Sunday, March 6, 2011
I'm sure that I must've painted lemons at some time when I was a kid. I did paint still-lifes, and some of them were surely stereo typical bowls of fruit - (is this one stereo-typical?) - but then maybe I wouldn't have considered lemons to be IN a fruit bowl when I was a kid. It would have been banana, grapes, orange, apple, in that order, in a wooden bowl. I knew what I liked.
I liked lemons, in desserts, and even the way my mom liked them, with salt. Cebah put salt on all kinds of things. She also made superlative lemon merengue pies, lemon bars, lemon pudding, lemonade, you name it. She liked granata, of course, when she tasted it. I introduced that one as an adult.
I think the first lemons were painted, on cardboard, in my teens, along with bread and a bottle of wine. I am a romantic. Then they were there because where I cook I like them to be, and because they were yellow. I think my nephew has this painting - it survived. So did the romantic.
The first time the lemons co-starred was in a mid-80s still-life, "Larks and Lemons." My dad brought me two dead field larks that he found in a snow drift. He knew that I liked to paint birds. The brilliant yellow breasts of the larks were slashed with a jet black V. On a sky blue cloth they were perfect with the lemons, like their Spring song, always a little dampness in the fields when you hear it - a penetrating thing, a single high falling note, like a very hopeful sigh. They are called "star-(bird)" by the Cherokee, because of the star-point pattern their tail feathers make as they fly. It all goes together.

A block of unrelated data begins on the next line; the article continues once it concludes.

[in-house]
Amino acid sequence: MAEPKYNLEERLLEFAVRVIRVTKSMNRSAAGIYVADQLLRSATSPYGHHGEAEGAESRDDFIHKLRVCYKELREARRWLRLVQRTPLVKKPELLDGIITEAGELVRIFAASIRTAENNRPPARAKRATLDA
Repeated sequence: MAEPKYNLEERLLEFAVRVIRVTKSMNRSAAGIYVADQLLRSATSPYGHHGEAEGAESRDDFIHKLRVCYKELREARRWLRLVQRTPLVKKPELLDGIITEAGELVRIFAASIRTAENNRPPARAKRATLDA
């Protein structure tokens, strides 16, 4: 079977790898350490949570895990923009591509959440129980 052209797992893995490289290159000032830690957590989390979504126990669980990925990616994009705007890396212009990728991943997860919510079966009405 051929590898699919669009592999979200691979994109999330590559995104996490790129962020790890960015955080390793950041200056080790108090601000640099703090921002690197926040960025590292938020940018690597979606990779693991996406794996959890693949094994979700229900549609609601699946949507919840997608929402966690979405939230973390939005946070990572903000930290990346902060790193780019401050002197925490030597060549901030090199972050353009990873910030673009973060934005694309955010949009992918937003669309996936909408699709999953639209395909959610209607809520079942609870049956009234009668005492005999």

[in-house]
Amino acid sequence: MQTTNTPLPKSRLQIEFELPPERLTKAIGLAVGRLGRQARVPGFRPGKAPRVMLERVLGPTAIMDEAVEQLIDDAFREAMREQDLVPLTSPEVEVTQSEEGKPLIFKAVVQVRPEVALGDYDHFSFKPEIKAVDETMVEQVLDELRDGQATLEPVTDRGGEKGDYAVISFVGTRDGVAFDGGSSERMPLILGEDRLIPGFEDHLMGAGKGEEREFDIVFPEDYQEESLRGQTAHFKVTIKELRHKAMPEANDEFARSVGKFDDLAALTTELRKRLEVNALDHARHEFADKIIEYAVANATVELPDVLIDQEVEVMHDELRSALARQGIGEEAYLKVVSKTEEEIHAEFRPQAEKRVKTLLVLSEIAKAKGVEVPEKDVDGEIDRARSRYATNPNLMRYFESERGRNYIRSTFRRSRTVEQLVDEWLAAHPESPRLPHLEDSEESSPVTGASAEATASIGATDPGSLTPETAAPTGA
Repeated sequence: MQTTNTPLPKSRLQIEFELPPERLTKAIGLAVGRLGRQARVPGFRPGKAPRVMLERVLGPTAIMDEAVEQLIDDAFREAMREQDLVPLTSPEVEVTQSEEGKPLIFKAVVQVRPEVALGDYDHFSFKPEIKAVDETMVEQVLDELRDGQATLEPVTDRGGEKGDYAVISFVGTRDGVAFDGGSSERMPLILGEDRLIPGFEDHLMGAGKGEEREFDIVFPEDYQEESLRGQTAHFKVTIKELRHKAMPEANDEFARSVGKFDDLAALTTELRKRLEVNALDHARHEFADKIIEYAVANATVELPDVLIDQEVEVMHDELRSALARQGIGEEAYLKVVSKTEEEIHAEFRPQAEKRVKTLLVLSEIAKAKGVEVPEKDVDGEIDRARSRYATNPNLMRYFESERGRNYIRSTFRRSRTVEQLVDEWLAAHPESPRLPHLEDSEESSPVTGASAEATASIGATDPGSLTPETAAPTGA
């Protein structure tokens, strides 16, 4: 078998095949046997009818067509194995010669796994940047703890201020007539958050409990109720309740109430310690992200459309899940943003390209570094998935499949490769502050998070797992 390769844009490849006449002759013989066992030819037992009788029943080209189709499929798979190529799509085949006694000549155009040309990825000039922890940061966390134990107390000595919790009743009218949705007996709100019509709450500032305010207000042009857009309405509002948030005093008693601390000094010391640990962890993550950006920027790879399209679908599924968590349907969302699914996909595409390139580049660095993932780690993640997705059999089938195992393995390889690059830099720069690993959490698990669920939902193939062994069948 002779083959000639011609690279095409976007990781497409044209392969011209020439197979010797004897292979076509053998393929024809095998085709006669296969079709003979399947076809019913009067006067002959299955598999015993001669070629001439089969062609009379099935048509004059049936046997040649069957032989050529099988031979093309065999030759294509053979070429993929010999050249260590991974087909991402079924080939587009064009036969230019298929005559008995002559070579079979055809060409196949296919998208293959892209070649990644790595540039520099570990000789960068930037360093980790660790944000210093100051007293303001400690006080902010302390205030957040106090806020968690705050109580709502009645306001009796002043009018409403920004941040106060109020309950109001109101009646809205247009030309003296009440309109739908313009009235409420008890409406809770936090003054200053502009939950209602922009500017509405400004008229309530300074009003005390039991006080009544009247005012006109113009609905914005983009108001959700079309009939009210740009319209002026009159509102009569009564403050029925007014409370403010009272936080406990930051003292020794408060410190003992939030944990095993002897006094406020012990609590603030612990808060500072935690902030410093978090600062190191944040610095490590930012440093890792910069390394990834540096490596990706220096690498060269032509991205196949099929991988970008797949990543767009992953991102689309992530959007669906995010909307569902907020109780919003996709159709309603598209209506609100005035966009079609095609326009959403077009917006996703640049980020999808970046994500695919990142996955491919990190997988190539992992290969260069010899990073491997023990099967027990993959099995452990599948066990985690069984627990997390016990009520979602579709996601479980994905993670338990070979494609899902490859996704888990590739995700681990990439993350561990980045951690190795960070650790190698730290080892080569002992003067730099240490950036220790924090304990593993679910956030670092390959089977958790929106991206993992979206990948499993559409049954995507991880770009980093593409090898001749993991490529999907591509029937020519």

The night before last they arrived in the dream, painted, along with the yellow cloud of daffodils and enough romanticism to pierce the mist of Spring birth-pang chill, and awaken, astounded at life's beauty, the lemons heaped in a stone bowl, glowing mysteriously tart in the middle of everything.